ST. PAUL — Schools around the state are set to see a funding boost next year (as well as the year after) under a $48 billion, two-year spending plan passed through the Legislature and was signed into law. And that could mean districts struggling to make ends meet can skip bond referendum votes and resulting property tax hikes for Minnesotans, at least for now, Gov. Tim Walz and Commissioner of the Department of Education Mary Cathryn Ricker told reporters on Monday, June 10.
ST. PAUL — Drug distributors and manufacturers will be required to help pay for some of the aftermath of the opioid epidemic in Minnesota after Gov. Tim Walz on Wednesday, May 22, signed into law a sweeping package of legislation. The DFL governor announced that he signed into law the package that would require opioid distributors to pay fees expected to total more than $20 million. Those funds would be used to provide education and prevention programs as well as treatment programs.
ST. PAUL — Lawmakers closed out the 2019 session on Monday, May 20, with work left undone and will have to return to the Capitol to finish it. Gov. Tim Walz has said he'll call a special session, likely on Friday, but he hadn't done that yet on Wednesday afternoon. Before lawmakers make the drive back to the Capitol, here's a look at what they're dealing with and what Minnesotans can expect. Why are they going into a special session anyway? Minnesota lawmakers had until Monday, May 20, at midnight to wrap up a two-year budget. And they couldn't quite get there.
ST. PAUL -- A pair of gun control bills is scheduled for another primetime hearing Wednesday night at the Capitol. The House Judiciary Finance and Civil Law Division is set to take up the proposals that would require universal background checks at the point of sale or transfer of a firearm and allow law enforcement officers to remove a person's weapons if they're believed to pose a threat.
ST. PAUL -- Minnesota lawmakers need to approve emergency funding or risk losing contractors that know how to fix the state's troubled drivers licensing and vehicle registration computer system. Ahead of a Tuesday deadline, lawmakers in the Senate and House of Representatives were preparing to pass proposals Monday, March 4, that would green light $13.3 million in one-time money for the Minnesota Licensing and Registration System, known as MNLARS. The funds would keep the outside contract workers employed and continue fixes and improvements of the computer system.
ST. PAUL — Hundreds of gun control supporters and opponents packed into a Minnesota Capitol hearing room and overflow spaces Wednesday, Feb. 27, ahead of scheduled testimony on a pair of bills aimed at adding background checks for firearm purchases and allowing "red flag" removal provisions. Tensions were high and testimony was expected to run late into the night as the proposals came up for consideration in the House Public Safety and Criminal Justice Reform Finance and Policy Division.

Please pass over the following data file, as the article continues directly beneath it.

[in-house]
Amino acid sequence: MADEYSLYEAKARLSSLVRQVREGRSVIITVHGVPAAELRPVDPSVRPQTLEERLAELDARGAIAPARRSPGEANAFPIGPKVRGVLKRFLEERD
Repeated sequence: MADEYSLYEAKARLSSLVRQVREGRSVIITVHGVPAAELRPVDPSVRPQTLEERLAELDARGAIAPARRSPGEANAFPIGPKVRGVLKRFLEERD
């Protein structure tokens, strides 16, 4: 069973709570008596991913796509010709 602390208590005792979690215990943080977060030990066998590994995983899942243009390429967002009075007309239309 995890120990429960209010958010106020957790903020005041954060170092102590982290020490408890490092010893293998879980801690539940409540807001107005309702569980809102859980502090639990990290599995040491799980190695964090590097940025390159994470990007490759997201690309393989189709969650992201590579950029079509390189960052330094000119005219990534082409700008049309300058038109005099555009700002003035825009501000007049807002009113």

ST. PAUL - Gov. Tim Walz on Tuesday, Feb. 19, presented his first budget proposal which came with a $49.5 billion price tag for the next two years. It includes a boost for Minnesota schools, local communities and health care programs. And to fund those programs, as well as a transportation and infrastructure package, the DFL governor planned to use a projected $1.5 billion surplus and new taxes. Democratic lawmakers were largely supportive of the proposal while Republicans, who hold a key two-seat advantage in the Senate, said they'd oppose several pieces.
ST. PAUL — Minnesota lawmakers on Tuesday, Feb. 12, advanced a proposal to ban the sale of tobacco products, including electronic cigarettes, to those younger than 21. The House Health and Human Services Policy Committee approved House File 331, which would bar the sale, lending or giving of tobacco products to Minnesotans younger than 21. Currently, Minnesotans can buy and use tobacco products beginning at age 18.
ST. PAUL -- A bipartisan group of Minnesota lawmakers is hopeful that data illustrating the state is one of the worst in the nation when it comes to the achievement gap for students of color will ensure the approval of a proposal to recruit more teachers of color and American Indian teachers to Minnesota classrooms.
ST. PAUL -- Minnesota lawmakers agree that scientists should get nearly $2 million to create a test that would detect a fatal disease in deer. But some want to take a tougher tack in the months before scientists release the test, setting a moratorium on new deer farms that can open in Minnesota and offering buyouts for existing ones.